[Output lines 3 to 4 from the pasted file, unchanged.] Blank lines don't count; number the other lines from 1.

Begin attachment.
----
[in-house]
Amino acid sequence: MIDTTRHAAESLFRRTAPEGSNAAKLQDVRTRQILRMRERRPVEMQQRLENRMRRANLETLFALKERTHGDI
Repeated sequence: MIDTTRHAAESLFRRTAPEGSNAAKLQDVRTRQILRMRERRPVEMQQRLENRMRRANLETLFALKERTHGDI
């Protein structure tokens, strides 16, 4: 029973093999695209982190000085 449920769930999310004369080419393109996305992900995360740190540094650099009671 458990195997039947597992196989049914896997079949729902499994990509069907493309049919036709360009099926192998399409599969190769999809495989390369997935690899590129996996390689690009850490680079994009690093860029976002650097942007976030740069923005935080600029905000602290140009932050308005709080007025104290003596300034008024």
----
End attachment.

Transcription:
Repeated sequence: MIDTTRHAAESLFRRTAPEGSNAAKLQDVRTRQILRMRERRPVEMQQRLENRMRRANLETLFALKERTHGDI
């Protein structure tokens, strides 16, 4: 029973093999695209982190000085 449920769930999310004369080419393109996305992900995360740190540094650099009671 458990195997039947597992196989049914896997079949729902499994990509069907493309049919036709360009099926192998399409599969190769999809495989390369997935690899590129996996390689690009850490680079994009690093860029976002650097942007976030740069923005935080600029905000602290140009932050308005709080007025104290003596300034008024």